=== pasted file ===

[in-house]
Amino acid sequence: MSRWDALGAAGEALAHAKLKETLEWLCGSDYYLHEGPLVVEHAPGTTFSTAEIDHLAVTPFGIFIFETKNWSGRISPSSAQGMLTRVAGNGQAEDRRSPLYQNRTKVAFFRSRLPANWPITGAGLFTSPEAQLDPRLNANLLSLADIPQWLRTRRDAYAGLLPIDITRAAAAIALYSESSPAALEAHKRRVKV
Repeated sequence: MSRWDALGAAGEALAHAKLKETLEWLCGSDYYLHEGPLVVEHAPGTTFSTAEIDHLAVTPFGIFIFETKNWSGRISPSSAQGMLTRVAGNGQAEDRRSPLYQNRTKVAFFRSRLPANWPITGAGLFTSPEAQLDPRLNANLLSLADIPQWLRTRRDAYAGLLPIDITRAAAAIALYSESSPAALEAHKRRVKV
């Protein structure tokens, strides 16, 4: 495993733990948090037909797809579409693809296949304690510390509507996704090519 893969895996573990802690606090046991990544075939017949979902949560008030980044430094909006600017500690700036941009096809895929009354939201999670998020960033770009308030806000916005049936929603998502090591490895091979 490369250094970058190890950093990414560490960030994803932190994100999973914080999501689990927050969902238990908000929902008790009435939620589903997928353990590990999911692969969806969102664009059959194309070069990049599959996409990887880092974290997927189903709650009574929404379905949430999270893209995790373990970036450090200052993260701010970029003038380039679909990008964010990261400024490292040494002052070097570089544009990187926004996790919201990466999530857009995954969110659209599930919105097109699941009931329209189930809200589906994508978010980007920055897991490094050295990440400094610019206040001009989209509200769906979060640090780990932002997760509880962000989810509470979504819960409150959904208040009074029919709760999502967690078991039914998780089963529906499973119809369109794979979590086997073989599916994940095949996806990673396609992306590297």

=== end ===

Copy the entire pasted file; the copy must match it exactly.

[in-house]
Amino acid sequence: MSRWDALGAAGEALAHAKLKETLEWLCGSDYYLHEGPLVVEHAPGTTFSTAEIDHLAVTPFGIFIFETKNWSGRISPSSAQGMLTRVAGNGQAEDRRSPLYQNRTKVAFFRSRLPANWPITGAGLFTSPEAQLDPRLNANLLSLADIPQWLRTRRDAYAGLLPIDITRAAAAIALYSESSPAALEAHKRRVKV
Repeated sequence: MSRWDALGAAGEALAHAKLKETLEWLCGSDYYLHEGPLVVEHAPGTTFSTAEIDHLAVTPFGIFIFETKNWSGRISPSSAQGMLTRVAGNGQAEDRRSPLYQNRTKVAFFRSRLPANWPITGAGLFTSPEAQLDPRLNANLLSLADIPQWLRTRRDAYAGLLPIDITRAAAAIALYSESSPAALEAHKRRVKV
């Protein structure tokens, strides 16, 4: 495993733990948090037909797809579409693809296949304690510390509507996704090519 893969895996573990802690606090046991990544075939017949979902949560008030980044430094909006600017500690700036941009096809895929009354939201999670998020960033770009308030806000916005049936929603998502090591490895091979 490369250094970058190890950093990414560490960030994803932190994100999973914080999501689990927050969902238990908000929902008790009435939620589903997928353990590990999911692969969806969102664009059959194309070069990049599959996409990887880092974290997927189903709650009574929404379905949430999270893209995790373990970036450090200052993260701010970029003038380039679909990008964010990261400024490292040494002052070097570089544009990187926004996790919201990466999530857009995954969110659209599930919105097109699941009931329209189930809200589906994508978010980007920055897991490094050295990440400094610019206040001009989209509200769906979060640090780990932002997760509880962000989810509470979504819960409150959904208040009074029919709760999502967690078991039914998780089963529906499973119809369109794979979590086997073989599916994940095949996806990673396609992306590297």